Yup. The end.
Ok, I guess I will talk a little more about this topic, since it is near and dear to my heart. Being morbidly obese my whole life, I absolutely have experienced this.
I was a fluffy woman, but when I got to “super morbidly obese” status, my friend group changed. I hung out with others who were more or less the same size and got what I was going through.
Nothing weird about that - it makes total sense. However, I did see trends in their discussions.
If they saw a 400 pound women struggling to walk across an isle at Target, for instance, they would shake their heads and say, “I am SOO glad I am not their size. That’s sad. How in the world could you allow yourself to get so big?”
I was always perplexed by these comments, as most of my friends were not that far off from that size. Why is it the person who is struggling that is bigger than you incites you to feel either sad for them or disgusted by them that they have “done this to themselves” and you are not that far behind?
I never had the balls to say anything. I just wanted friends, and even snarky friends are friends, nonetheless. So I would keep my mouth shut. I was a wuss.
I never liked the negativity. I had enough negativity while navigating my life, let alone making another feel crappy as well. However, I also knew that some of my previous friends had said that about me, even to my face.
My thin friends, God love them, may have thought it, but tried never made me feel like the token fat person. They worked hard to make me feel included, even if they didn’t get why or how I was a bigger person. My fat friends-if they were my size did the same. My fluffy, not as fat friends were a little harsher.
The pecking order was fascinating.
Being “discriminated against” is something I don’t even like to say, however, it is the best word that fits. In fact, when you think lazy, weak-willed and stupid, an obese person usually comes to mind.
So it’s no wonder that we are quick to judge others that are not as “evolved” as us. We don’t want to be the one that people say crap about. I certainly know I didn’t...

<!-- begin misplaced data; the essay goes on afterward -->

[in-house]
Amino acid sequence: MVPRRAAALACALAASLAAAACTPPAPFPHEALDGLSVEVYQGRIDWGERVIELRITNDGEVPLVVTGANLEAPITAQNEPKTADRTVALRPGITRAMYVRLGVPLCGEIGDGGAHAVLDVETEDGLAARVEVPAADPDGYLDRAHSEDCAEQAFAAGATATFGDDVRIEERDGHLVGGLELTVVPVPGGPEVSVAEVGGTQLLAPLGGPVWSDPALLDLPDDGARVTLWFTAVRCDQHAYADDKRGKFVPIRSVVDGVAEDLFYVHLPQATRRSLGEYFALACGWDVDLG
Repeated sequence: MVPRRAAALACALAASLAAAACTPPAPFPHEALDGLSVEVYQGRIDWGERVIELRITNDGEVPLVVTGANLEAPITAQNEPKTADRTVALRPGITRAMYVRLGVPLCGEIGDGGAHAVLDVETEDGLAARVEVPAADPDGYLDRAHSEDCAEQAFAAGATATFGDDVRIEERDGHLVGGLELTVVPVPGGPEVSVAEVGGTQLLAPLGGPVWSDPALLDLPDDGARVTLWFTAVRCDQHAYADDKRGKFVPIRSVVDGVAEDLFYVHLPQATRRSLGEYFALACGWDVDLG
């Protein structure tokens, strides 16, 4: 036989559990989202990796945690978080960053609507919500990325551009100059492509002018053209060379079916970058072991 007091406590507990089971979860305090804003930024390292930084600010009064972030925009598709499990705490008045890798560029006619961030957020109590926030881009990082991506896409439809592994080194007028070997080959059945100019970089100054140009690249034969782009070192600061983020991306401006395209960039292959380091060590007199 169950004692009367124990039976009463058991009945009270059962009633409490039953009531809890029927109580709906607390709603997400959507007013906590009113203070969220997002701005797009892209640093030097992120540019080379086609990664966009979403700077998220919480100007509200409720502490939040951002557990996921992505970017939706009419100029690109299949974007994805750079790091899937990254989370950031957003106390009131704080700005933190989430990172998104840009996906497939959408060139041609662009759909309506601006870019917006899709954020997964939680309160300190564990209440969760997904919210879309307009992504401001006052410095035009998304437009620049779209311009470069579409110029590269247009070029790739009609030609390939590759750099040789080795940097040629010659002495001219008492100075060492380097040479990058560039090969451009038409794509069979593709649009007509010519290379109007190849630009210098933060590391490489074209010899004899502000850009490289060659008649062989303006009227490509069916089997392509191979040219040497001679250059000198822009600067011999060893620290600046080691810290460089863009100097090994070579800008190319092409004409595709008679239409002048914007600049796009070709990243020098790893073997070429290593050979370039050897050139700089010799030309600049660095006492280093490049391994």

However, for your own sanity, you will need to find a way for other bigger people to stop being snarky or jerky to you. Here is how.
5 Ways to Stop Obesity Discrimination
1. Confront Them
Not in a negative, “Shut the hell up” way, but when they are talking amongst themselves and you know that they are likely saying something about you - go up to them. Ask them a nice question.
Talk to them.
Understanding that these people who are not being very nice may be so entrenched in their own self-esteem issues that they need to make others feel bad to make themselves feel good. You become a person to look up to and also a person that people cannot ignore or make fun of.
2. Smile and Be Kind
This is super hard. Let me tell you - I have had others do some mean stuff.
I have had my own mother tell me she thought my husband was a saint for sleeping with me at night because I was fat and disgusting. OUCH!
However, at some point, you have to let it go. Why? Because it just eats you up. It makes you crazy. She obviously had some issues regarding my weight; however, those were not my issues.
3. Don’t Take on Their Insecurities
Because another less obese person is treating you poorly, you don’t want to take on their traits. Don’t be mean to others. Be kind to everyone, even if they are jerky to you.
I pride myself on this. I never wanted to degrade another in order to make myself feel better, which feels better at the moment, but feels awful in the long term. You become a person no one wants to hang around. Don’t take on these insecurities just because you want friends.
4. Demand Respect
Again, not by being a jerk, but by not letting another degrade you.
Politely ask them to clarify what they are saying if they are being snarky to your face. A question like “what do you mean by that?” could be a clarifying question.
This weird, awkward question makes others kinda pause and realize that maybe they aren’t being cool with you. They will realize that you don’t really like what they are saying and that you will call them out on things that they say.
This simple question can negate any gossiping about you only because your smaller counterparts may have more respect for you.
5. Decide When to Cut the Cord
If you have had a friend for years that suddenly has begun to be snarky, negative or mean-spirited because you are the fluffier one in the group, then you need to question if this is even a friendship.
People have a lot of insecurities; however, it may not be a friendship that is worth saving. Evaluate and look at it objectively and see if that person has done this in the past to others and if this is a trend. This may be a big clue if this has happened in the past with someone else.
It is bad enough being obese - yes. I do believe discrimination happens.
From jobs not hiring me (back in the 90’s I got told I was too fat for anyone to take me seriously) to old ladies taking out things from my own grocery basket, I have experienced this. It is pretty unexpected from someone else that is also morbidly obese, however.
I mean, dang, from an early age I was taught that I was dumber, weak-willed, and super lazy, as I am sure many other obese people were taught about themselves as well.
However, coming together in unison to support each other and help each other either in a weight loss journey or just to help another through a tough time should be done by any and all sizes of people who are your friends.